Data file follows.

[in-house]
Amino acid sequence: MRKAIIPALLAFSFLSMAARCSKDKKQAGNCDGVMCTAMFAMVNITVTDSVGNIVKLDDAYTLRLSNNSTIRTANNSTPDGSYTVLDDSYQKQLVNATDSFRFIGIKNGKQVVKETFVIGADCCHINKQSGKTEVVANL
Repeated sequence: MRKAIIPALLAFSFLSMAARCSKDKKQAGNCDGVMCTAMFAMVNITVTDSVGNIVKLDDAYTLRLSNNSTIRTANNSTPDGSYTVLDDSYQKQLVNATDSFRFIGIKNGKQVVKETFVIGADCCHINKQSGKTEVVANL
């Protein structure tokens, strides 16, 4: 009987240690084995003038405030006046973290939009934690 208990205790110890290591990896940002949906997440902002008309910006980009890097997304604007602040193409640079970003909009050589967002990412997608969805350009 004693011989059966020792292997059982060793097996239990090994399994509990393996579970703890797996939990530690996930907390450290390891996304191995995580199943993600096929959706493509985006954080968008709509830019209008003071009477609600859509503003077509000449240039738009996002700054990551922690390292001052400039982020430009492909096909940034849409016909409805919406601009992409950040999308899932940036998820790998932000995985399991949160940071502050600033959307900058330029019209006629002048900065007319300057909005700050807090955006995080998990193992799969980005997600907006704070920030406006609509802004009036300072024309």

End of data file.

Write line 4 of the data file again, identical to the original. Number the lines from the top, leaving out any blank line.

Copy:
């Protein structure tokens, strides 16, 4: 009987240690084995003038405030006046973290939009934690 208990205790110890290591990896940002949906997440902002008309910006980009890097997304604007602040193409640079970003909009050589967002990412997608969805350009 004693011989059966020792292997059982060793097996239990090994399994509990393996579970703890797996939990530690996930907390450290390891996304191995995580199943993600096929959706493509985006954080968008709509830019209008003071009477609600859509503003077509000449240039738009996002700054990551922690390292001052400039982020430009492909096909940034849409016909409805919406601009992409950040999308899932940036998820790998932000995985399991949160940071502050600033959307900058330029019209006629002048900065007319300057909005700050807090955006995080998990193992799969980005997600907006704070920030406006609509802004009036300072024309």